On a chilly morning of January 21, 2019, Foundation for India Studies (FIS) participated in the 25th Annual Martin Luther King Jr. Grande parade for the eighth consecutive year. Volunteers from FIS carried a banner featuring pictures of Gandhi and MLK which featured a message saluting both the apostles of non-violence. Marching in solidarity with FIS were over thirty students, community members, and volunteers from across Houston.
This year, new participants marching together with FIS included international students from the Houston Community College (HCC) and student volunteers from the Youth Leadership Development Program (YLDP).
This year, Martin Luther King Jr.’s birthday is especially significant because of the yearlong observance of Mahatma Gandhi ji’s sesquicentennial birthday.
FIS’s participation in the parade was coordinated by FIS event-chair, Nischay Bhan and Assistant Event Chairs, Vinisha Vasan and Divya Yadavalli of YLDP, and ably supported by FIS directors Sahil Verma and Raghu Nednur.
In a pre-event VIP/Honors Reception held at the Mercer HiRise on January 19th, FIS and its founder, Krishna Vavilala, were honored by the 25th MLK Grande Parade organization. Some prominent Houstonians were also among the Honorees: Texas A&M University System regent and trial lawyer Tony Buzbee; Houston businessman Bill King, who sponsored the event; and two-time Emmy Award winner Kim Gagne, a former Supervising Producer of the Steve Harvey Show.
Both Mr. Buzbee and Mr. King have already announced their candidacy for Houston Mayor in the 2019 elections.
The event was hosted by Radio personality Amanda Sapp and Dr. Richard Johnson, III.
Krishna Vavilala, Chairman of FIS, and Event Chair Nish Bhan thanked the organizers for the recognitions and recalled the earlier MLK Parade Grand Marshall Award bestowed on FIS in 2015.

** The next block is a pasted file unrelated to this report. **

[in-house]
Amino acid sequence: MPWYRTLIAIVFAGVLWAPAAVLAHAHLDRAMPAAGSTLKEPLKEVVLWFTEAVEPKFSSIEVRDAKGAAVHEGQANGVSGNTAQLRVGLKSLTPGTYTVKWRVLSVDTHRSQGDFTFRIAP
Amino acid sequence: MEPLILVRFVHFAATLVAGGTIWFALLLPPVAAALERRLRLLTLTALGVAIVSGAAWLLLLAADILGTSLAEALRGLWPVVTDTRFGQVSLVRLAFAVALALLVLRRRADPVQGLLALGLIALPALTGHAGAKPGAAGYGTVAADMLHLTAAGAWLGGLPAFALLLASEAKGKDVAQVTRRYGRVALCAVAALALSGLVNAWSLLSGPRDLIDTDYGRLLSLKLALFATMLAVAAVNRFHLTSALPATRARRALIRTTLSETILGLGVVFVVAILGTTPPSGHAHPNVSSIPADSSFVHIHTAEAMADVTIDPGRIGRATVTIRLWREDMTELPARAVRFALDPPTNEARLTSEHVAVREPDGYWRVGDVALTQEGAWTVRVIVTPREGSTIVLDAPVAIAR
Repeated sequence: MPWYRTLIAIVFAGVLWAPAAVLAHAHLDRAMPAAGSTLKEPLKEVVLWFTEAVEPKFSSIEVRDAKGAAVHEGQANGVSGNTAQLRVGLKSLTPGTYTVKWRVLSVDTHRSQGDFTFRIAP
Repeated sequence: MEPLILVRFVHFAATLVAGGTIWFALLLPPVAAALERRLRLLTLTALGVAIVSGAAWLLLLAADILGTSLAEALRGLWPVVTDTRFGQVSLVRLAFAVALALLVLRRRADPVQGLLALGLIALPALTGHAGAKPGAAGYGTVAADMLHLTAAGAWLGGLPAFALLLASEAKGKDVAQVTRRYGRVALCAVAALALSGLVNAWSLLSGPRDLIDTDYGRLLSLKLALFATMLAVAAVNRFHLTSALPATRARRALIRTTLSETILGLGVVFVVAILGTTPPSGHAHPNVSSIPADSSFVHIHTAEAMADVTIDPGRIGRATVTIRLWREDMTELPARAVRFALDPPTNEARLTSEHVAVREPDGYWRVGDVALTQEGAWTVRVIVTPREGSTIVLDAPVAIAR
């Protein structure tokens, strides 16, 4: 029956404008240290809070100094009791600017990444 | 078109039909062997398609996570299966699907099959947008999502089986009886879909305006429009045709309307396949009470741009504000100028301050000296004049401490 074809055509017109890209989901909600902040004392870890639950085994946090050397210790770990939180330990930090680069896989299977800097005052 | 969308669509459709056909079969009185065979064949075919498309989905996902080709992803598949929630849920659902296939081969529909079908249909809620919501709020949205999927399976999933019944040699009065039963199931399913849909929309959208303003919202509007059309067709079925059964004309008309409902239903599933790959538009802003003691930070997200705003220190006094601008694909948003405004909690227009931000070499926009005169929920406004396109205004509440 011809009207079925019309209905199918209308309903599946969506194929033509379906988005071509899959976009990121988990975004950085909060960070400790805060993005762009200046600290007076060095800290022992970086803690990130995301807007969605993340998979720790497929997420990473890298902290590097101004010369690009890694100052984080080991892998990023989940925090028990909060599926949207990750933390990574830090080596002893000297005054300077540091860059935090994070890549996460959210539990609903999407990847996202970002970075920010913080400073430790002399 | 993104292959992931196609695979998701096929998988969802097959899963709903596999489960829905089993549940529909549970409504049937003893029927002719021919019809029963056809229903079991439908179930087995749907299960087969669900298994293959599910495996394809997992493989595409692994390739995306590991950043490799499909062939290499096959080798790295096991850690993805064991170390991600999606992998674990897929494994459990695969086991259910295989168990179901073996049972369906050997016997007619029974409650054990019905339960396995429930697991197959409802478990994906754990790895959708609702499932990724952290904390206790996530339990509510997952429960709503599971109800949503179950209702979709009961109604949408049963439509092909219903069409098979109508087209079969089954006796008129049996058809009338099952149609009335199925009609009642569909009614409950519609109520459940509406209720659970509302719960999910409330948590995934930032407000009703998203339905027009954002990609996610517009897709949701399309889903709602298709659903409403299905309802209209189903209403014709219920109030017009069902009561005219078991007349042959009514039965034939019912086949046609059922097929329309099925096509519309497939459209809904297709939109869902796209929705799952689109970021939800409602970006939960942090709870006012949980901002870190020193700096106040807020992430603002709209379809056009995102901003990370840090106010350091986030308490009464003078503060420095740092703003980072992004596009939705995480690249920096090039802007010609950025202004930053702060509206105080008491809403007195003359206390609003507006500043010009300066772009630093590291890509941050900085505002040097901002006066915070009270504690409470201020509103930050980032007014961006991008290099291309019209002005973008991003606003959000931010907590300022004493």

In his speech, Vavilala discussed the important connection between Dr. King and Gandhi ji. For example, he explained that, although it is well known that Dr. Martin Luther King Jr. was greatly influenced by Mahatma Gandhi’s philosophy of non-violence and passive resistance, not many are aware that Dr. King and his wife, Loretta Scott King, had in fact visited India in 1959, four years before Dr. King’s “I have a dream” speech, made at the Lincoln Memorial in Washington on Aug. 28, 1963.
During his 5 week long tour of India, Dr. King even slept in Gandhi ji’s Bombay (renamed “Mumbai”) residence. Dr. King wrote in the guest book that “to have the opportunity of sleeping in the house where Gandhi ji slept is really an experience I will never forget”.
At the beginning of his tour, upon landing at Delhi’s Palam airport on February 10th, 1969, Dr. King told a group of reporters that “To other countries I may go as a tourist, but to India I come as a pilgrim.”
Dr. King also visited Gandhi ji’s Sabarmathi Ashram in Ahmadabad, from where Gandhi ji began his 1930 Salt March to the sea to protest against British taxation on salt which is essential for a poor man’s food. [The Gandhi statue in Herman park, sculpted by famous sculptor Ram Sutar illustrates that historic moment.]
On the eve of his departure from India, Dr. King reflected on his trip in a radio address: “Since being in India, I am more convinced than ever before that the method of non-violent resistance is the most potent weapon available to oppressed people in their struggle for justice and human dignity. In real sense, Mahatma Gandhi embodied in his life certain universal principles that are inherent in the moral structure of this universe, and these principles are as inescapable as the laws of gravitation.”
Vavilala finally suggested that people should go and visit Herman park where the statue of Dr. King was installed very close to Mahatma Gandhi’s.
Fundamentally, FIS’s participation in the MLK Grande Parade is to celebrate this connection between India and America these two important civil rights leaders. FIS remains committed to exploring both men’s message of peaceful resistance and non-violent struggle for being.
Contributors to this report are: Nischay Bhan, Vanisha Vasan and Divya Yadavalli. FIS would like to specifically thank high-school volunteers from YLDP for providing help at the event, and for their instrumental role in pre-event organizing.